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Given a positive integer $P>1$, let its prime factorization be written as$$P=p_1^{a_1}p_2^{a_2}p_3^{a_3}\cdots p_k^{a_k}.$$

Define the functions $h(P)$ by $h(1)=1$ and $h(P)=\min(a_1, a_2,\ldots,a_k).$

Is new the $n$-conjecture, formulated as follows, correct?

Conjecture: if ${P_1,P_2,...,P_n}$ are positive integer and pairwise coprime, then,

$$\min\{h(P_1), h(P_2),...,h(P_n), h(P_1+P_2+...+P_n)\} \leq n+1.$$

I proposed the case $n=2$ two years ago here (Is the conjecture A+B=C following correct?). Now I reformulate that question as follows:

Let ${P_1,P_2}$ are coprime, then: $$\min\{h(P_1), h(P_2), h(P_1+P_2)\} \leq 3$$

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  • $\begingroup$ If the conjecture is right. Then there are no positive integer $x, y, z$, $n, m, k>3$ satisfy the equation $x^n+y^m=z^k$ $\endgroup$ – Đào Thanh Oai Jul 11 '20 at 14:55
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    $\begingroup$ But one has to formulate it in a way to exclude cases like $2^n+2^n=2^{n+1}$ $\endgroup$ – Pietro Majer Apr 11 at 4:18
  • $\begingroup$ I want mean $x,y$ are positive integer and pairwise coprime $\endgroup$ – Đào Thanh Oai Apr 11 at 4:19
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    $\begingroup$ Here's a near miss for $n=3$: $2^{14}+7^5+13^6=2^5\cdot3^5\cdot5^4$. $\endgroup$ – Thomas Browning Apr 11 at 19:49
  • $\begingroup$ Thanks to dear @ThomasBrowning $\endgroup$ – Đào Thanh Oai Apr 11 at 20:49
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Such attempted generalizations of ABC to four or more variables often fail to specializations of the identity $$ (x^2+xy-y^2)^3 + (x^2-xy-y^2)^3 = 2 (x^6 - y^6). \label{1}\tag{*} $$ One can use elliptic curves to make both $x^2 + xy - y^2$ and $x^2 - xy - y^2$ "powerful" (of the form $A^2 B^3$), which makes each of the four terms $(x^2+xy-y^2)^3$, $(x^2-xy-y^2)^3$, $2x^6$, $2y^6$ have $h=6$ but for a stray factor of $2$ which should not matter in the context of the ABC conjecture. For example, the pairwise prime numbers $a,b,c,d$ below satisfy $2a^6 + b^6 + 61^9 c^6 = 2d^6$. Here $d$ is even but $a$ is odd, so $2a^6$ has a "stray factor of $2$", and the expansion to $a^6 + a^6 + b^6 + 61^9 c^6 = 2d^6$ loses pairwise coprimality; so either way we don't quite get a counterexample. Still, this suggests that generalizations of ABC to four or more variables can run afoul of identities such as \eqref{1}. (It is "well known" that the Mason-Stothers theorem forbids the disproof of ABC itself by such an identity.)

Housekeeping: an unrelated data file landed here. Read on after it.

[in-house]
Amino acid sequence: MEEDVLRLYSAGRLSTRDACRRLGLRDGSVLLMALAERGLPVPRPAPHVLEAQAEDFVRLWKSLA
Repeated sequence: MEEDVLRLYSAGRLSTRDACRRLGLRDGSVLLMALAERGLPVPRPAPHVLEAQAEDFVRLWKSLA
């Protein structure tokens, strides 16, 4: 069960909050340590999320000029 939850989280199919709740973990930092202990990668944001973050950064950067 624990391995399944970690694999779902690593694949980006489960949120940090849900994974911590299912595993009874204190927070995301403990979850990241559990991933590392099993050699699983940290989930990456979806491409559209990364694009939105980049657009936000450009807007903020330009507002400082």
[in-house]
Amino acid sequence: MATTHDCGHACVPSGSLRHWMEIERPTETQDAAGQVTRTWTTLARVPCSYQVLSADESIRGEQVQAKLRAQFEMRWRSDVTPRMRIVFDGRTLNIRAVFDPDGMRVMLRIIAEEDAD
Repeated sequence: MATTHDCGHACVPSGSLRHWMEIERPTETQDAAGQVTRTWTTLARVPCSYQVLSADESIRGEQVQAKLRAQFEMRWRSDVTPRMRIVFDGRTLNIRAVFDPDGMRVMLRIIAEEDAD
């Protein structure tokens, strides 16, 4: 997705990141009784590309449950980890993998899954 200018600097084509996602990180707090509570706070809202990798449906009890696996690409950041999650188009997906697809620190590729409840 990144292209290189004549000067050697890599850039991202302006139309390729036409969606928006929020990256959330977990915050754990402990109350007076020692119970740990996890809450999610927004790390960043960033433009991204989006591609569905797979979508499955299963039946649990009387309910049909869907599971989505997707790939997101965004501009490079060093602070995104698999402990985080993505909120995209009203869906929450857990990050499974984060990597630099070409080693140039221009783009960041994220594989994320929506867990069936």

a = 1022288301691921314835532892967014277786302791344455107816139963763145069687359424810667270039489345929029301393007247303344511065237 
b = 4005821025365458069945118311017282675402206671149976403498624129498574702167905733126870212117037684063261425637225699359421949547271 
c =   10621830276852061412855232703108032231130723932854745057900981539571749281974534306702514113168069346943754838515856358759614674721
d = 4676830625123658957500070687744472849236478810555581279857582626862200039312130562436302012081022720213179152015505627679021327325170
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  • $\begingroup$ Thank to Dear Professor @Noam D.Elkies, I really want mention case $n=2$, and I want more people attend the case $(n=2)$. But I can't ask question with $n=2$ because I mention earlier, so If I want more people attend the problem, I must change with $n>2$ to ask a new question. I am very happy if you like case $n=2$ $\endgroup$ – Đào Thanh Oai Apr 11 at 5:33
  • $\begingroup$ Prof. Elkies, I hyperlinked the formula: however, if you do not like it, please feel free to revert. $\endgroup$ – Daniele Tampieri Apr 11 at 6:19

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